Just like video game publishers, consumer software companies have understood that the commercial interest is no longer necessarily the number of users in absolute terms, but the amount of time users spend to use their products. Sucking up time spent by a user has become a determining factor, at a time when mobile games were already holding players’ attention with the most advanced captivation ‘triggers’, sometimes driving them crazy.
And if that attention manipulation of the “general public” and the harmful effects it entails, can be at the center of dedicated discussions in recent years, showing the signs and symptoms of a transition to a new economy more appropriate for the user, his rights and personal data trade at the same time, it should be equally questionable to address that place of software ethics in professional circles, which we have striven to respond through Apoapse Pro’s design.
Indeed, when a workplace software such as e.g., Slack, being sold as the miracle tool of team productivity, glues employees on its interface giving them the illusion of free choice and interconnected ‘simplicity’, it should normally be difficult for an organization to adopt a solution that gradually becomes a continuous, dehumanized, hyperconnected coffee break that makes them unable to focus on their goals by pushing them to immediacy.
As early as 1995, XEROX PARC introduced in its guidelines for “Calm Technology” that technology “should require the smallest possible amount of attention” and communicate information “without taking the wearer out of their environment or task.” Or that technology “should respect social norms” not to “cause stress on” in particular. 24 years later and in today’s context, this hits home more than ever.
While we were developing Apoapse Pro, we wanted to interact with as many companies as possible around us, in order to understand their digital practices. What particularly caught our attention was something among regular users of Slack. Although most of them are aware of the extra work time offered to these tools, they end up confusing it as a professional obligation.
And as this becomes an obligation, the level of professional attention becomes the same for useful information or an important message, as for the photos of the latest birthday or the next meal within the team, all drowned out in the same flow of messages sent throughout the day, where participants ensure that they are not penalized professionally, or by social pressure, so as not to feel left out of the group. It is also relevant when it comes to showing that one is doing one’s work, whether one is physically present or working remotely.
And, little by little, “obligation” turns into “obsession”, gradually leading to a natural unconscious ‘cycle’ of checking and responding at all hours (sometimes at night). Slowly, vices take shape and metastasize without hierarchy, until reaching the top of the managerial pyramid where people find themselves continuing, almost always according to our observations, to see a simple investment complementary to the e-mail. As the latter is still the most prevalent communication channel in the workplace today, new issues of efficiency related to process performance, such as those that can be expressed here, are too often ignored in the workplace.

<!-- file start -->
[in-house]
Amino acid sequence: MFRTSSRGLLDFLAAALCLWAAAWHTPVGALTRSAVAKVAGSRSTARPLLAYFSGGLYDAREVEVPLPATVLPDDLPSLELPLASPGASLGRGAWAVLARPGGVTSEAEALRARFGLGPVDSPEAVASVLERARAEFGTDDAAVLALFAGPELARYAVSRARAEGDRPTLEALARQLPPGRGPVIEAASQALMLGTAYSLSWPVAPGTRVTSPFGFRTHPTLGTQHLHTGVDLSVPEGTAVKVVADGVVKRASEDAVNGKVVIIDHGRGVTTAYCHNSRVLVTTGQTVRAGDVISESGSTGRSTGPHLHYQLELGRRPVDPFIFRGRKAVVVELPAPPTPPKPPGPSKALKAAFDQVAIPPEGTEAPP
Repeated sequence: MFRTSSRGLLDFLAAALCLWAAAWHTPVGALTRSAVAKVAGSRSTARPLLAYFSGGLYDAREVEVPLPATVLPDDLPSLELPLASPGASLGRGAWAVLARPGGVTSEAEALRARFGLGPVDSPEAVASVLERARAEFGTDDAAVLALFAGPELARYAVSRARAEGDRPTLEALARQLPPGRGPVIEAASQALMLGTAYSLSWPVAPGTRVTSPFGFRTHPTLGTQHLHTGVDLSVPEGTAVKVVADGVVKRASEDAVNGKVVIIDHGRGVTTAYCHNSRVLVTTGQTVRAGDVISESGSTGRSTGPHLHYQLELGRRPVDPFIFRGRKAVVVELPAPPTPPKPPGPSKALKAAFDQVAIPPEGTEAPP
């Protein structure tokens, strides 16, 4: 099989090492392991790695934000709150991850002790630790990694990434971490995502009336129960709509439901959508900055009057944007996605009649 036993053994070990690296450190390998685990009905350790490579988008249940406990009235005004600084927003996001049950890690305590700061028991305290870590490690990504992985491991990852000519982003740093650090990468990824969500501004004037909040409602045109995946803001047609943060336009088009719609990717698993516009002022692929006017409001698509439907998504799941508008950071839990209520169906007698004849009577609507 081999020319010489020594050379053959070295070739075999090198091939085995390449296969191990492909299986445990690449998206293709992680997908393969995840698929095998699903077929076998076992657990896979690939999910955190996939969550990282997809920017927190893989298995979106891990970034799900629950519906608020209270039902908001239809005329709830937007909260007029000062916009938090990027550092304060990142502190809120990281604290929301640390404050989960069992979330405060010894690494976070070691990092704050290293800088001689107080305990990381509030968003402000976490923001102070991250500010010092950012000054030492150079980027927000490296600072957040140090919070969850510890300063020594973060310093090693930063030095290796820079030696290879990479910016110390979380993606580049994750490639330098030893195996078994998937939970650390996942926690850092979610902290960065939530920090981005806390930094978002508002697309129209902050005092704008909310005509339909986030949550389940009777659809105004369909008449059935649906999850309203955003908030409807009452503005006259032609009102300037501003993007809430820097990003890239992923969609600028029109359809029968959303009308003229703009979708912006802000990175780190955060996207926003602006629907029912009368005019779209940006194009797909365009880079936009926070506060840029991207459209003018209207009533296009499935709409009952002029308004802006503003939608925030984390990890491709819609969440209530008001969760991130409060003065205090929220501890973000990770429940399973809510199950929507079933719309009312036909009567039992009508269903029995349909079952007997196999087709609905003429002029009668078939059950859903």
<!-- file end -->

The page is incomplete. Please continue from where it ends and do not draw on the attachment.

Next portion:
As for the prioritisation of content, that of those sent in Slack (and alternatives using the same mechanisms) being almost nonexistent, in the middle of the myriad of messages sent and scattered in a multitude of channels, sometimes at intervals of a few seconds, then makes tracking all messages tiring, or even physically impossible, depending on the size of the company.
It may seem paradoxical for solutions touting increased workplace productivity, but after all, time lost in finding the bulk of what has been sent also contributes to inflating usage metrics among other indicators. Even when Slack introduces a Do Not Disturb mode in 2015 to advise others that you’re unavailable, messages continue to arrive, and you’re notified anyway. You must then develop a self-discipline that could be avoided.
Slack also has the distinction of starting with two mandatory channels created by default, including a “random” channel. As the name suggests, it collects all messages that have nothing to do with the business or teamwork. Slack’s intention here is to encourage the sending of as many messages as possible with two goals. First, the more messages sent, the faster the limit of 10,000 messages on the free plan is reached. The second goal is that users spend as much time as possible on their application. To summarize, it is a practice for an economic purpose to boost the number of messages sent, and to feed a need for unnecessary attention at the same time.
Thus, with these observations in mind, we focused on how to find all content in Apoapse Pro, but also how to change the way the app works, depending on the type of business or its communication practices. To that end, in Apoapse Pro, each room contains a list of topics with a name for each, that are as many discussions about a specific theme, avoiding, for example, having more channels than employees. This also means getting employees' replies faster on a specific topic through Apoapse Pro, rather than getting lost in many messages.
Long story short, if what we are currently working on may be for you, or
someone around you, and in addition to that, the exclusive ownership of
your company data is for you, you can learn more and pre-register for Apoapse Pro, and soon, keep your communications in a secure vault, hosted at the heart of your business.